NatureServe Names Thomas Brooks VP for Science and Chief Scientist
Highly Regarded Conservation Scientist Brings Expertise in Threatened Species and Ecosystems
Arlington, Virginia (March 2, 2010) — NatureServe today announced that Thomas Brooks, Ph.D., has joined the organization as vice president for science and chief scientist. In his new role, Brooks will lead a conservation science group comprised of research botanists and zoologists; terrestrial, freshwater, and marine ecologists; and science information specialists.
“I am proud to welcome such an accomplished scientist and passionate spokesperson for the conservation of our natural heritage to the NatureServe team,” said NatureServe president and CEO Mary Klein. “Tom’s depth of expertise will provide outstanding leadership for our conservation science programs, projects, and partnerships.”
As chief scientist, Brooks will play a central role enhancing the unique scientific knowledge, methods, and tools that NatureServe maintains and develops. He brings an exceptional range of experience to the organization, and his distinguished 18-year record of achievement spans the study of species declines, the effects of habitat destruction, protected-area gap analysis, and the values that biodiversity conservation provide to human well-being. His skills will be invaluable across numerous initiatives related to the impacts of climate change and renewable energy development, conservation action planning, and efforts to improve the condition of at-risk species and habitats before they are lost.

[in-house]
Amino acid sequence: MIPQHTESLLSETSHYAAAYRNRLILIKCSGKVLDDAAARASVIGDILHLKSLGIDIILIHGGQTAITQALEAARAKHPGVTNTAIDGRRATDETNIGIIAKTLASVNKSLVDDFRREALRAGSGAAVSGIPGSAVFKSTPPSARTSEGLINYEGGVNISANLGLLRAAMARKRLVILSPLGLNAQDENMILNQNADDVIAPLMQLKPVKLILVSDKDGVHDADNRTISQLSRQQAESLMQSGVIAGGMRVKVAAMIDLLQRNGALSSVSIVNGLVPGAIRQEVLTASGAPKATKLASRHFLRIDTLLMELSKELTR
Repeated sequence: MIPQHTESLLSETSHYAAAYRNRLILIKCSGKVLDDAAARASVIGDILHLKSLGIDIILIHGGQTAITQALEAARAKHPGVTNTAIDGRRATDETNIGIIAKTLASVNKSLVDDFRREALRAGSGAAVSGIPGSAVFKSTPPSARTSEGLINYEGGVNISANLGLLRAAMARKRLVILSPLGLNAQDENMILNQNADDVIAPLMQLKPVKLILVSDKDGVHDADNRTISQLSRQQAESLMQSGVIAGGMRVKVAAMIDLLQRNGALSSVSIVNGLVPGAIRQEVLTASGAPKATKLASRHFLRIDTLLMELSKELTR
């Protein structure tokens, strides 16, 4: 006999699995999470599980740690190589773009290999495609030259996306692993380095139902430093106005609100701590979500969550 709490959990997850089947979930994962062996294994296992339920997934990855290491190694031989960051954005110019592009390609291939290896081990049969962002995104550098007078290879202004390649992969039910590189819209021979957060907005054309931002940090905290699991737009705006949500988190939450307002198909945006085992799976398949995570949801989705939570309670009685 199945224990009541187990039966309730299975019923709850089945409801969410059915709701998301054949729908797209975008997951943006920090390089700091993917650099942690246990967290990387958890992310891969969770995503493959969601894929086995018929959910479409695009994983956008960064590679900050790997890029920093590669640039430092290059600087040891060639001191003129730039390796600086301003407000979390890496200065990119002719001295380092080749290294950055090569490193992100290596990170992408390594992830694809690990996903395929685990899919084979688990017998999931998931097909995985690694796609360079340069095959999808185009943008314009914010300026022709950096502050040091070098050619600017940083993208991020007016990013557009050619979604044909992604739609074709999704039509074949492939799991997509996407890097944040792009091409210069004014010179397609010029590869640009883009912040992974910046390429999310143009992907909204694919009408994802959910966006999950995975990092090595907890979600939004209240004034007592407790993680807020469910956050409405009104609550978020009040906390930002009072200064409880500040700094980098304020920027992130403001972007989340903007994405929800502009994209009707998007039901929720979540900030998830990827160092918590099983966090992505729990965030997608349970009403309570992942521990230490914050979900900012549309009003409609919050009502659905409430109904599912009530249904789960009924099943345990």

Brooks joins NatureServe from Conservation International, where he was vice president of Conservation Priorities and Outreach at the Center for Applied Biodiversity Science. In that role he strengthened the connections between scientific and conservation activities by developing deeper knowledge about the earth’s hotspots of biodiversity, including the emerging fields of ecosystem services and climate change. He played a key role in scientific outreach through data management, publishing, and communications, and served on the executive committee of the BP Conservation Leadership Programme. Brooks also previously worked for The Nature Conservancy on a joint project with the University of Arkansas.
Born in Brighton, U.K., Brooks studied geography at the University of Cambridge and earned his Ph.D. in ecology and evolutionary biology from the University of Tennessee. Brooks has conducted ornithological and ecological fieldwork in the tropical forests of eastern Paraguay, the Kenya highlands, the Philippines and Indonesia, and the Florida Everglades. ”I’m delighted to join NatureServe,” said Brooks. “I am particularly enthusiastic about helping to maximize the conservation impact of the fantastic biodiversity data collected through the network’s natural heritage programs and conservation data centers.”
Brooks is the author more than 170 scientific and popular articles — 19 of which were published in the prestigious journals Nature and Science. He has also co-edited seven books. He holds visiting positions at the World Agroforestry Center at the University of the Philippines Los Baños, in the Department of Geography at the University of Tasmania, and in the Center for Tropical Research at the University of California, Los Angeles. He has served on the IUCN Species Survival Commission Steering Committee since 2004 and co-chairs the joint IUCN Species Survival Commission/World Commission on Protected Areas taskforce on “Biodiversity and Protected Areas.”